Telehealth usage has skyrocketed this year due to COVID-19 after the relaxation of regulations about its use to accommodate this pandemic. Unfortunately, instances of cybersecurity risks, fraud, and abuse have also risen. Experts are monitoring the telehealth sector as these services are vulnerable to fraudulent practices.
Most of them have been around for many years, but instances of such acts are rising. Telehealth services have been central to some of America’s most significant healthcare fraud cases, involving millions of dollars.
What is telehealth program fraud?
Fraud occurs when the incorrect information is deliberately supplied to a service provider, allowing for larger claims.
Examples include double billing, billing for two visits when one would have sufficed, submitting bills using codes that provide higher reimbursements, and over-treatment of patients. These practices are prevalent in government telehealth programs, where the volume of claims processed is vast.
Telehealth services have made a significant difference in the lives of people who benefit from them. This includes veterans and Medicare recipients. People in rural areas have also found telehealth services helpful as it is the most expedient way for them to get any medical help they need.
However, its benefits have been marred by attempts to defraud the federal government of millions of dollars, according to Lawsuit Legal.
Detecting fraud in telehealth programs
Unfortunately, this type of fraud is only detected from within the system as patients are unaware of what claims service providers make. Uncovering fraud cases and acting on them often comes after a whistleblower comes forward with valuable information and evidence. Authorities require more than mere speculation, so insiders must have ironclad proof of fraudulent activities.
The False Claims Act
Also known as the Lincoln Law, this legislation makes persons and companies who defraud governmental programs liable for their actions. The False Claims Act is the foundation upon which most cases of fraud against the government are premised. Under the False Claims Act’s terms, people who report telehealth fraud may be eligible for a reward that comes from any funds recovered after a case resolution.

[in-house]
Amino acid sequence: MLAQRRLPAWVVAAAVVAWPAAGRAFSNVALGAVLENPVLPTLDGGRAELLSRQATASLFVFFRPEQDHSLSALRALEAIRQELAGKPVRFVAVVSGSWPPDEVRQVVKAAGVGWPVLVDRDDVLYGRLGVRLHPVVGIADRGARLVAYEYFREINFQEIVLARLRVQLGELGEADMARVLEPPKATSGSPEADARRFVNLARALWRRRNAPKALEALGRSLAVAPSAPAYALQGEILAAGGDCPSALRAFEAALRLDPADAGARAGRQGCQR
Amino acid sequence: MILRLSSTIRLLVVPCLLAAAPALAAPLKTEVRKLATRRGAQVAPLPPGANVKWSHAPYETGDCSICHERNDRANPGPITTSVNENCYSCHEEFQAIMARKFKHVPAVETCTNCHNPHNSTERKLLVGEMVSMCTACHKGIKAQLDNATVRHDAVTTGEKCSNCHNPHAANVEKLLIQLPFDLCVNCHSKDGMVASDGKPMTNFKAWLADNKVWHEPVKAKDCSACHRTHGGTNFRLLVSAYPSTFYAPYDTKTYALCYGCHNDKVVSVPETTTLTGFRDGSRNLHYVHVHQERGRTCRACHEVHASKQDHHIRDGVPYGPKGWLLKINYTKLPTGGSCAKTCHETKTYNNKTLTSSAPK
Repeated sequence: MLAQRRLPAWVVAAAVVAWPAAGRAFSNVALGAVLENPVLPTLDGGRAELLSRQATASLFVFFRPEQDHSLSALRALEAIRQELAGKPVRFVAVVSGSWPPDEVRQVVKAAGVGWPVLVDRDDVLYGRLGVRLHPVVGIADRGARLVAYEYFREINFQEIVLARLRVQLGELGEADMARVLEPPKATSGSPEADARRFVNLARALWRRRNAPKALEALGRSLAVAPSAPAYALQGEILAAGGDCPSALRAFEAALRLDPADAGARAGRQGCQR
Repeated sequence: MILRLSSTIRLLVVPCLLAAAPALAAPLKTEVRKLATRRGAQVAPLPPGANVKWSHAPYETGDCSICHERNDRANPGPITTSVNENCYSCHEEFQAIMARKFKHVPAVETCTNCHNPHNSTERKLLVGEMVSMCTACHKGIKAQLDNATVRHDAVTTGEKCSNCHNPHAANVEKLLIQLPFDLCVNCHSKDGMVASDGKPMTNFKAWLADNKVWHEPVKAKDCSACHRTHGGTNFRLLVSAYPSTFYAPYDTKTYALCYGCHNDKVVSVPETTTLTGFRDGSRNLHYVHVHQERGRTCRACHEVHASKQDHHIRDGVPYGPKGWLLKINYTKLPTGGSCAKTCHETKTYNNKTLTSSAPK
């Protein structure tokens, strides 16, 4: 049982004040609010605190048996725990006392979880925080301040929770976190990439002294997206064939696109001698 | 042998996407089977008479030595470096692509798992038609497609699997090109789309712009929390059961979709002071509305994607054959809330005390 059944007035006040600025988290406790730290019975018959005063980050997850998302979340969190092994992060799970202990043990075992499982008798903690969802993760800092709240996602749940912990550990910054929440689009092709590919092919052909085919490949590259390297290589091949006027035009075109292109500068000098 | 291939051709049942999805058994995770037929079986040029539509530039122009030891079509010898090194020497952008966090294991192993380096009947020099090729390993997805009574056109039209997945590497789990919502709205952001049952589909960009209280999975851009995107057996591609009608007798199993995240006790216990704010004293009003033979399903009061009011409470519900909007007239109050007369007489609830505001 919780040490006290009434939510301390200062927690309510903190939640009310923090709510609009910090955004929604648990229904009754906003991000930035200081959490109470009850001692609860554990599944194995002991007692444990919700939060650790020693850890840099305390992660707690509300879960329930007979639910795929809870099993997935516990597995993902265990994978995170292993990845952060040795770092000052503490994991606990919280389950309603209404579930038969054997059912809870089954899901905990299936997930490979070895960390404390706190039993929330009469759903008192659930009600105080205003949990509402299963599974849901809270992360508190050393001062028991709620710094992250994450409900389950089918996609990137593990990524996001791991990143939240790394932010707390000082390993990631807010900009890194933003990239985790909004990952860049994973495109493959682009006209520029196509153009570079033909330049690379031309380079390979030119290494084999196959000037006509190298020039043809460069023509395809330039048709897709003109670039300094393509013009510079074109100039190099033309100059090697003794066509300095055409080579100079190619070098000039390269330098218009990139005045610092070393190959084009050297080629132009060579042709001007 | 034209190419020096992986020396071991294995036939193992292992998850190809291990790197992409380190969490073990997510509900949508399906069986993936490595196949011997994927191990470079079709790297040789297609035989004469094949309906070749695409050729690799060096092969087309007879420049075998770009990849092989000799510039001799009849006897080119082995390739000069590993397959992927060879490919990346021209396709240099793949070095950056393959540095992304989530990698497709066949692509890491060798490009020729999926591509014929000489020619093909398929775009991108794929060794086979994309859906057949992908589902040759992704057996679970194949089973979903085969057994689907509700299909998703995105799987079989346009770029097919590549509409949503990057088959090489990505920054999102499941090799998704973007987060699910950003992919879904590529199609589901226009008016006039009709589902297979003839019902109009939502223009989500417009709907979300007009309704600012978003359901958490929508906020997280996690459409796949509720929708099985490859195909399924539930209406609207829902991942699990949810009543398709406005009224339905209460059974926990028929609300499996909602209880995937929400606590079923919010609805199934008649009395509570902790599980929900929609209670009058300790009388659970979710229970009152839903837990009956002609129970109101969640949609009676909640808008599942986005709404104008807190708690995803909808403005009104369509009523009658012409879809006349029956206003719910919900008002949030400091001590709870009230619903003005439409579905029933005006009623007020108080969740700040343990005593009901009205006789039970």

When reporting telehealth program fraud, you need to file a complaint under seal. The complaint is served on the government but not a defendant. When serving said complaint on the government, it must be accompanied by a document detailing the complaint’s factual basis. This document does not need to be filed in court to retain its confidentiality.
Nevertheless, becoming a whistleblower, also known as a relator, has several pitfalls. Despite guaranteed protection, many of these brave individuals have faced victimization, dangerous threats, constructive dismissal, and trouble finding new employment.
These daunting risks might be a deterrent, but they have not stopped several people from doing the honorable thing and reporting fraud in telehealth programs. According to the False Claims Act’s provisions, relators can also recover double damages and attorney fees for any acts of retaliation by defendants.
In early October 2020, the Office of the Inspector General (OIG) for America’s Department of Health and Human Services revealed details of a nationwide telehealth fraud takedown that happened in September.
Among issues investigated were allegations that unnecessary and expensive dietary supplements were pushed on patients and that medication and other drugs were prescribed without a medical examination.
According to its estimates, there were more than $4.5 billion in losses in telemedicine alone. More than 250 medical professionals lost their federal healthcare billing privileges and over 300 defendants in more than 50 judicial districts facing charges. The OIG has made it abundantly clear that its investigation is by no means over and expects to lay further charges.